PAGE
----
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Spirit of Jefferson Farmers Advocate
Charles Town, West Virginia
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August 10, 1978     Spirit of Jefferson Farmers Advocate
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August 10, 1978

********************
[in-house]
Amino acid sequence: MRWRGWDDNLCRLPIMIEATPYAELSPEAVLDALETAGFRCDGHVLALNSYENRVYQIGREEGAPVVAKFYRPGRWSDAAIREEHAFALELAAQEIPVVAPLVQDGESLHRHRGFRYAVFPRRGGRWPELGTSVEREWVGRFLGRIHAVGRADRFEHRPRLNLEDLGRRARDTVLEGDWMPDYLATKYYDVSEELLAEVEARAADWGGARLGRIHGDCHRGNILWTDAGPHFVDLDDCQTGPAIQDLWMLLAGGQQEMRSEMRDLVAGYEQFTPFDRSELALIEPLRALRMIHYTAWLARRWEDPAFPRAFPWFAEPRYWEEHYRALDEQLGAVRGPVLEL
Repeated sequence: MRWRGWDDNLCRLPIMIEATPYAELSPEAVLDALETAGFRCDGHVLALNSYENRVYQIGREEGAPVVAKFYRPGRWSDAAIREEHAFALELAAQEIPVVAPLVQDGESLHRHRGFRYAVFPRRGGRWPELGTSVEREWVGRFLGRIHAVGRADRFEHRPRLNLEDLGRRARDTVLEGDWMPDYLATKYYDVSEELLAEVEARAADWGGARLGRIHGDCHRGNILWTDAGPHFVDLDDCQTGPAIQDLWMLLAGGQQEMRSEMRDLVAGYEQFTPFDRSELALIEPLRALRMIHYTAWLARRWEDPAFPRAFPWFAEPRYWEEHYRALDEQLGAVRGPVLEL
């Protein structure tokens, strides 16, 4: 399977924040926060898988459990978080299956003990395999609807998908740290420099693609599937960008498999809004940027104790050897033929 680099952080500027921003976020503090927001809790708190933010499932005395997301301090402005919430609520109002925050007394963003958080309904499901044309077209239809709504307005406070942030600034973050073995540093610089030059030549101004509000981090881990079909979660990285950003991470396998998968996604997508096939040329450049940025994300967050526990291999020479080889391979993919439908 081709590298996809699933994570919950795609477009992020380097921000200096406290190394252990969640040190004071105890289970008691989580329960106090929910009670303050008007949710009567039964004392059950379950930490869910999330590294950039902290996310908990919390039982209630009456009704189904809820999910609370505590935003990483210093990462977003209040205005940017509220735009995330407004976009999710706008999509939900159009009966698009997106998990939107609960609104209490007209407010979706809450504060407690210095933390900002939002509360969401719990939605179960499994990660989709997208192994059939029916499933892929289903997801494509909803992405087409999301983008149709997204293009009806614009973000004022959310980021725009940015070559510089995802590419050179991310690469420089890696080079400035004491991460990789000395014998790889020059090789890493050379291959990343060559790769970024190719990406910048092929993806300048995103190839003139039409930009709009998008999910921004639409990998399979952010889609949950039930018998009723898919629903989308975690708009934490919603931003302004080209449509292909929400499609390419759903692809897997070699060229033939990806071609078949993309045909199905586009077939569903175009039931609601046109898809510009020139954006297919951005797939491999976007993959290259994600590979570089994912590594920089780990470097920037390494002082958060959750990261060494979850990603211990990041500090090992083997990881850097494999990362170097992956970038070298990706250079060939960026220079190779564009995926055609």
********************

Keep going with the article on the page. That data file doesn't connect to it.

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SPIRIT OF JEFFERSON Farmer's ADVOCATE THURSDAY, AUGUST I0, 1978 Congratulations Potomac Stars Congratulations are most certainly in order for Jefferson County's Potomac Little League All-Stars. While neither of the two teams from 'Jefferson County that participated in the post-season playoffs, managed to win a state championship, both of them did themselves, and Jefferson County; proud with their outstanding performances. The Regular Division All-Stars from Jefferson County cleared a major hurdle in their first post- season . playoff game by upsetting the Martinsburg All-Stars by a 5-2 score to win the area championship and move up into district play. And in district play they dropped a close heart-breaking 1-0 decision to Grafton, the team which went on to win the DistriCt crown and move into the state playoffs. In the district battle with Grafton, the Potomac Stars gave up a run in the first frame on three hits and that was all Kent Dillow allowed the Braxton county boys. But that one run was enough despite the fact the Potomac Stars outhit Grafton and on two occasions had opportunities to at least knot the score and possibly take the lead and the game. The Potomac Senior Stars, after losing a heart- breaking 2-1 decision to the Martinsburg Senior Division Stars, fought their way back into the tour- nament from that opening round defeat, to beat the Taylor County and the South Branch All-Stars, only to run once again into the same Martinsburg team that had defeated them in the opening round. This time again it was a slim 3-1 margin that the Potomac Stars lost. After that game, Martinsburg went on to win the state championship handily and also win in Regional play in North Carolina. in the Senior Division of play the Potomac Stars fared far better against the Martinsburg Stars that did any other team in the state as the Martinsburg Stars rolled over their state opposition in easy fashion, scoring many times more runs in each game than they scored in the entire DistI:ict tournament. In fact, Martinsburg scored more runs in just their opening game against Logan than they did against the Potomac Stars in both games. So this certainly speaks well for the strength of the Potomac Stars, who had the pitching to go all the way, but could not seem to come up with the timely hitting whichthey needed in the two crucial games with Martinsburg Both John Mahoney and Richie Chrisman turned in fine pitching exhibitions every time out, but against Martinsburg the Potomac Stars just could not solve the offerings of Gary Noll who hurled five-hit ball at them in both games. There is no question the toughest competition either of the Potomac Star teams faced, came from the Martinsburg Stars. In one instance, the Regular Division of play, they were able to score enough runs to win, in the other, the Senior Division, they fell shorl by jone run in one game and two runs in the other:: And as we said it the beginning/even though they ditl not make it to a state championship, their per- formances against the teams that did, certainly shows the Potomac Stars ,ere tough to stop. A Good Protection The COnstitution of the State of West Virginia has a very wise provision, one we should never dispense with. It requires the state to maintain a balanced budget every year, which is something the people in a lot of other states would appreciate having as a part of their constitution. It is true, of course, that clever lawmakers and governors have managed in more recent years to cir- cumvent this portion of the constitution by getting the people to approve the floating of more than a billion dollars in road bonds and other debts. But these are not a part of the general budget. This is not to say that the Mountain State has not had its problems with financing; and, even with so- called improvements, continues to encounter new problems. Back in 1918, a budget amendment was added to the constitution, but it created no great havoc, and despite the machinations of the seven-member Board of Public Works, which drafted the state's budgetary requirements until 1968, things went along reasonably well. That Board of Public Works was composed of six elected andone appointed public official. It was true they vied for the tax dollar. They sometimes made what many considered to be outrageous reqvests. But the Legislature always had the final say. The budget, until 1968, was a creature of the Legislature. Although there were disagreements; although certain public departments may not have fared too well if they earned the ire of the Legislative bodies, nonetheless it appeared to work reasonably effectively . Proponents of the Modern Budget Amendment utilized every disagreement; every excessive demand; and every protestation of the Legislature to sell the public on passage of the amendment. For more orderly government, they said, make the govern0r responsible for the budget. That's about what we did when we approved the amendment. The first thing we found out, through Governor Arch Moore, was that a smart governor could manipulate the entire state budget, which he did by the simple expedient of under-estimating rdvenues. The amendmenfread: "The legislature should not in- crease the estimate of revenue submitted in the budget without the approval of the governor." As a result, Governor Moore once built up a surplus of $239 million dollars in one year. And he, more often than not, dictated through legislature, how this money would be spent, Basically, it was un-budgeted money accumulated through a loophole in the con- stitutional amendment. Now, there's another possible loophole. The Modern Budget Amendment contains the language "no item relating to the judiciary" shall be decreased." Now some have taken this to mean it could not be decreased over the previous year's appropriation, but a panel of judges, asked to rule on the matter, says g the legislature cannot reduce the amount requested by the judiciary for its annual appropriation. First, we do not believe that the framers of the modern budget amendment intended that a governor should be permitted to deliberately underestimate the state's revenues to create what might be called a "false surplus." Rather, we believe that revenue estimates ought to be as accurate as such estimates can be, and should reflect the state's economic health and capabilities. Neither do we believe that the writers of the modern budget amendment intended that the judiciary should be able to request any amount of money it wants and get that amount. Rather, increases in the judiciary budget should .be left to the discretion of the legislature and the governor as we attempt to main- tain the necessary balance between the three gover= nmental branches. There is but one method to correct these apparent flaws. Amend the constitution again, and do it as quickly as possible. Never, however, let anyone talk you into permitting any move that would in any way weakenor do away with the brightest feature of the West Virginia con- stitution.., that section which requires West Virginia to maintain a balanced budget every year. It's our protection against unbridled spending, as effective, or even more so, than Proposition 13. k. ,dk ,dK ,dlb. ,dlk AIk Ak..d A Ak..d Al Ak ,dK ,al AkL.dlk Ak Ak A  . Letters To The Editor Charles Town, W. Va. August 5, 1978 Dear Sir:. I feel the school board is to he commended for putting surplus property on the auction block. It is time the public realizes that the schools are financed mainly with property taxes. The Senior Citizens Lobby was responsible for pushing through the Homestead Act in. West Virginia. This exempted every property owner over 65 years old $5,000 on their property tax, regardless of how wealthy they were. This meant a loss of $147,000 in county revenue the first year. It is probably much higher now as more people reach the age of 65 and more retired people move into the community. This raises the question of why the school board appointed a ministers wife to a teaching job? Why should any person who lives in a tax free home be allowed to receive a salary paid with property tax money? Any property not taxed forces property taxes higher for those wlo do pay property taxes. Also those who do pay property taxes have been forced to pay for the education of children of parents who live in tax free homes. Hasn't the time come to ask why anyone in the United States is allowed to live on tax free property other than the President of the United States, and the governor of each state? Let us demand that ali surplus property whether owned by local, state, or federal govern- ment he returned to the tax roll. Virginia B. Kable August 7, 1978 Dear Sir: Recently congress passed HR 13385 which provided a "tem- porary" increase in the national debt from $700 billion to $798 billion. Staggers , Slack, Mollohan and Rahall all voted for the increase. ' At the same time, HUD con- tinued to appropriate millions to various regions of the country, a quarter million here, two million there, and so on. If there is such an astronomical national debt, how can HUD or HEW give money to various regions? Aren't they part of the U.S.? ' Why do HUD, HEW, and other agencies continue to give money despite the enormous national debt? The answer is that each bit of federal money is used to pur- chase a bit of local sovereignty so that in the end the entire country will hesubservientto the federal monster. Each region in the U.S. is the recipient of the gracious largess -- gracious except for the iron controls over the way the money is spent. These controls mean that each federal" dollar erodes local control and increases central power. An example of loss of local control because of taking federal money can be seen in the schools. HEW has given money -- now HEW dictates. And the school officials obey -- they are afraid of losing what looks like an attractive federal dollar. The children are penalized. Many local officials in many parts of the country think they are getting "free" money because they get it from the federal government without raising local taxes with the consequent grumbling from their constituents. Why does it not occur to local officials that they can spend less if there is not the money to spend? Certainly with a "temporary" national debt of $798 billion ($798,000,000,000.00) there is not much money left to spend. Lela Gardner AUg. 6, 1978 Box 521, Rt. 2 Harpers Ferry, W. Va. The Editor Spirit of Jefferson Charles Town, W. Va. Dear Editor: As a taxpayer, I was outraged to learn from The Spirit of Jefferson -Advocate that screening of marijuana samples suspected of paraquat con- tamination is available through the West Virginia Dept. of Health. As far as I know the sale and use of marijuana is at least a misdemeanor in this state and it is hard for'me to understand why we should aid and abet its use in any way. This is particularly true in view of. the mounting evidence that use of marijuana can be harmful to health. I have written the Governor protesting this misuse of the taxpayers funds and urge you to do likewise. Sincerely Raymond B. Maloy BLUE RIDGE ACRES Lucia M. Downing 725-3291 Last week Jean Taneyhill, Evelyn Price-and Melba Street went to a peach',rchard and picked a whole bushel. The next day the ame trio plus Lucia Downing went over to Sbepherdstown for lunch at the Yellow Brick Bank. Understand Jean and Evelyn spent some time looking for the yellow brick. Trudy and Bill Russell bad Eleanor and Ralph Munroe of Baltimore as weekend guests. They entertained at cocktails for them and the guest list included Billie and Gone Protov, Lydia and Bob Owens, Hazel Kerner Carmen and Harvey Howe and Robert Smith and friend Dottle. Mary Bell's cousin, Brother Dick arrived last week to spend the month of August and be lost no time in getting around. He'll probably also have to spend some time consoling Mary when she celebrates her big birthday this week (I know the feeling). Have a Happy Birthday! I passed Hazel Kerner on the road one day and sure was surprised but also very pleased to see her driving. Keep it up Hazel. You were doing just fine. i Ruth and Roy Larch en- tertained former residents Catherine and George Funk this past weekend and had a Happy Hour for them attended and enjoyed by Mary and Bob Bell B. J. and Cal LaMotte, Lil and Bill Craghead, Brother Dick Bertha DeVese and Gladys Gooch. Hve you all heard that Pat Wintermeyer has decided to stay with us? She is busy re- arranging her home a little to accomodate a washer and dryer and freezer. That's good news. Endm Funeral Home In Sdd To Reginald 00rley Enders Funeral Home in Berryville, Va., established in l 1892, was recently sold by i Charles Enders, Sr., to Reginald.! Shirley. The funeral home was begun try Enders' father, John H. Enders, and it has been in the Enders family for S6 years. , , ,, I can t do all I nce could, Enders said. I sold it because I LESSONS TO BE LEARNED ' WAKE UP I ' News Of Other Years 10 -- YEARS AGO-- l0 John Porter Burns, Jr., of Charles Town, is selected as first runner-up in the Maryland Cooperative Milk Producers' Seventh Annual Outstanding Young Cooperator Contest at Turf Valley Country Club in Friendship, Md. The Ray. Gerald M. Anders, son of Mr. and Mrs. R. G. Anders of Halltown, and a graduate of .Union Theological Seminary in Richmond, Va., is ordained and installed as associate minister of the First Presbyterian Church in Henderson, N. C. MARRIED: Miss Pandora Marie Ball, of Berkeley Springs, and Mr. Robert Thomas Benton, of Charles Town; Miss Sally Louise Spangler, of Front Royal, Va., and Mr. Charles Edward Miley, HI, of Berryville, Va.; Miss Marilyn Alice Eaton, of Harpers Ferry, and Mr. Lester Eugene Reed, of Bolivar; Miss Elizabeth Douglass Bushoug, of "Arcadia" in Berryville, Va., and Mr. David Bruce Potter, of Easton, Conn.; Miss Kenna Delores Fritts and Mr. Paul Thomas Caton, both of Alexandria, Va.; Miss Barbara Wiley, of Round Hill, Va. and Mr. Donald Ceravalo, of Charles Town. DEATHS: Daniel Franklin Myers, 65,.of RFD I, Charles Town, dies unexpectedly in the Washington, D.C., Hospital Center; Mrs. Ida Perry Lippitt Yates, 92, of Washington, D.C., dies in Washington; George Roush McKee, Sr., 77, of Shepherd- stown, dies unexpectedl at his home; Alvey Lee McGowan, 67, of Dargan, Md., a retired laborer, dies in Washington County Hospital in Hagerstown, Md.; Mrs. Gladys Augusta Dunn, 60, of Bolivar, dies unexpectedly at her home. Mr. and Mrs. Paul Ring, of Middleway, are surprised by their daughter Sandra, with a 25th wedding anniversary celebration at the Ring home. The Braves edge out the Cubs for 3rd place in the National Division of Jefferson Little League, when they score a close 6-5 victory over the Cubs. 2O -- YEARS AGO -- 2O The month of July is the Wettest one for many years with the total rainfall measuring 6.49 inches for the month. The General Telephone Company buys the West Virginia properties of the Central Telephone Company. MARRIED: Miss Jennie Joanna Jenkins d Harpers Ferry, and Mr. Lewis Viands, Jr., of Leesburg, V; Miss Lois Joan Willingham of Charles Town, and Mr. Ervin E. Jenkins, Jr., of Ranson; Miss Mary Alice Heffner, of Moorefield, W. Va., and Mr. A. Lindon Shobe, formerly of Ranson. DEATHS: Mrs. Harriet Shade Snyder, 75, of Inwood, dies in the Winchester Hospital; Percy Carrington Randolph, 60, a native of Millwoad, dies at his home in Boyle; Edward Carroll Smith, 80, native of Keyser, W. Vs., dies at the'home of a daughter in Mechanicstown; Virgil Majors, 78, of Charles Town, dies in the local hospital. 3o -- YEARS AGO -- 2O T. A. Lowery is appointed County Superintendent of Schools, after being principal of Charles Town High fr nine years. Mr. Luther Rexroad of Sugar Grove, W. Vs., Pendleton County, and a graduate of West Virginia School of Pharmacy in Morgantown, is added to the staff of Scott and White Drug Store in Charles Town. DEATHS: J. M. Lancaster, Richmond, Vs., dies of a heart attack; Dr. Compton Riely, well-known orthopedic surgeon of Baltimore, Md., dies in King's Daughters Hospital in Mar- tinsburg; Mrs. Martha Elizabeth Porter; Mrs. Martha White Snyder, newspaper publisher, postmistress and leader in civic affairs, dies in Duke University Hospital in Durham, N. C. MARRIED: Miss Huh Taylor and Mrs. John C. Ware, of Charles Town. S0--YEAR8 AGO--  Miss Catherine C. Kaln of Winchester and Mr. Boyd Hinton of Summit Point. DEATHS: Harry Marriat, of Harpers Ferry, Spanish American War veteran, dies in the local hospital; Miss Anna A. Watson dies at the home of Mr. Lee Oshourne. 70 -- YEARS AGO -- 78 Henry Wirgman of Romney, is appointed principal of the Shepherdstown Elementary School. DEATHS: Israel A. Beck, formerly of Vincennes, Ind., dies at the home of his son-in-law, C. M. Wetzel; Miss Sailie Johnson dies in Charles Town; Mrs. Mary Osbourn Rouss diez near Kabletown. felt it would be best for all concerned." When John Enders moved from Brucetown to Berryvflle he started his business. He was not only an undertaker, but he also made and repaired furniture and did odd jobs in his shop. Making bee hives and supplying the area with honey was another facet of Enders' early business. "He did anything from putting down matting to making beehives," Enders said of his father. The Enders Funeral Home began with a horse drawn hearse. 'I used to go with papa on the horse hearse. He hired horses from the livery stable until he could buy two. Then he bought his own horses," Enders recalled. "We drove many miles with the horses. We went to Charles Town and Martinshurg. That's a long ways with a horse hearse. He bought his first funeral coach in 1917 or 1918." In the early years of Enders Funeral Home, all the caskets were made right in the shop. Enders said he followed in his father's footsteps in the funeral home because "I was horn here andl didn't know anything but funeral direction from the Start/' EnderJ attended the Renaurd Embalming School in New York City. Shirley, who took possession of the funeral hom July 1, and had been working' at Enders for about three years, is from Gaithersburg, Md. He is the son of Dr. and Mrs. Reginald Shirley. Dr. Shirley is now deceased, and about ten years ago Mrs. Sh!rley married Charles Enders, Sr. Shirley has worked in funeral homes since 1961. He worked in a funeral home in Betbesda, Md., for five years and served another apprenticeship in Virginia later. He attended the Kentucky School of Mortuary Science, then worked in Stover Ft/neral Home in Strasburg. Shirley also opened a funeral home in Martinsville for a cemetery company. "Work teaches work," tndian proverb ESTABLISHED 1844 JEFFERSON PUBLISHING CO., INC ......... Donald G. Rentch ...................... R. Meade Dorsey .................... Mcm Published Every Thursday at 210 North George Street Charles Town, W. Vs. 25414 Telephone (304) 725-2046 Subscription Price .... $7.50 a Year Entered in the post office at Charles Town as second class matter Ad Deadline 4 p. m. Monday Dr. George Pickett, the State Health Director who replaced the long tenured Dr. N. H. Dyer a year ago, is now giving some assessments regarding the state hospitals. He has said publicly that we should seriously con- sider getting out of the hospital business. Every year at budget time the quality and needs of state hospitals becomes a big topic for discussion. Locations in the state where the hospitals are being operated put up strong fights to keep their hospital, expand its services and employ more people. The competitive salaries among hospital staffs even becomes an issue among legislators representing the various areas. Hospitals need trained per- sonnel. In a report to a legislative committee Dr. Pickett stated that only 51 positions requiring doctors are now filled. Twenty positions are vacant and that would only be a minimum. Of the 51 doctors now employed in the state hospitals, 43 are graduates of medical schools outside the United States and only three of this number have license to do private practice according to the report. It takes some graduates of the foreign medical schools several years and longer to pass the examinations for private practice in West Virginia. The first step seems to be getting a job in a state hospital until a license can be earned. This means a continuous change of staff. The average salary paid to these state hospital doctors is below $25,000. Claims are being made by patients and their families challenging the professional staffs. In Dr. Pickett is saying, it is impossible to operate funded and managed In a report published s days ago listing doctors on the West University Medical School a number were being paid more than the President. A salary $50,000 and up is order to secure the prepared and highest These doctors also privilege of using some d time for private especially in the areas suiting. While this outside  brings in more cash it is vice and expertise our state medical We noticed the the State Hospital at discontinued taking pX until the sff can'be to full measure or equal load. There is the Women's Prison at Springs to the Hospital facility. Zion Ba00)tist Sponsoring Bus TdP The Zionites of the Baptist Church chartered bus to Dominion Thursday, The fare is $9 for adults for children, ages will leave at I0 a.m. and from Kings Dominion at For reservations call Allen, 725-8356; Mr. Patterson, 725-7796 or napearl Williams, Byrd's.Eye View By U.S. Senator Robert C. Byrd Paving the Way/or Peace Turkey, strategically lo- cated on the Soviet Un- ion's border, has long been a close and valued ally of the United States. The friendship is based on Turkey's western-style de- mocracy and a cormnon membership in the North Atlantic Treaty Organiza- tion, the post-war alliance created to protect Western Europe from invasion. Greece is also an old and trusted ally, as well as a fellow NATO member. For the past 3% years, the two countries have been feuding over the Mediter- ranean island of Cyprus, which has both Greek and Turkish residents. In 1974, the Turks quelled a coup on the island mounted by Greek office and Cypriots who favored a political union between Greece and Cyprus. Congress imposed an arms embargo on Turkey because the Turks violated U.S. law by using Ameri- can weapons in the inva- sion. Also, it was felt that an embargo might pres- sure Turkey, which still controls the northern third of Cyprx% into making concessions. The U.S. Senate has adopted an amendment I introduced to repeal the 42-month-old embargo while making further aid to Greece, Turkey and Cyprus dependent on resolution of the conflict. The amendment also pro- vides for an additional $35 'million in foreign military sales credits to Greece as well as Congressional re- view of progress in the Cy- prus negotiations. The embargo has served its purpose in registering our discontent and hss come has not brought and Greece closer to ment, and it has dized Turkey's strength and ability tribute to NATO's Unable to" get parts or modern the Turkish army haS forced to cannabalize equipment. The Turkish army second largest in and its diminished capability leaves the of southeastern cluding Greece, nerable to Soviet Such an attack is a bility, given the dented Soviet the southern fla central front. European leaders NATO officials I with on my Europe were urging that the States lift the weakened Turkey NATO, I was told. .There are that Turkey are ready to Cyprus, and lifting bargo improves phere for kish Cypriot offered to the Greek city so that some Cypriot refugees to their homes under an interim, I U.N., In repealing embargo we ing our back on Our goal is to and Eastern maintain the NATO and make just Cyprus I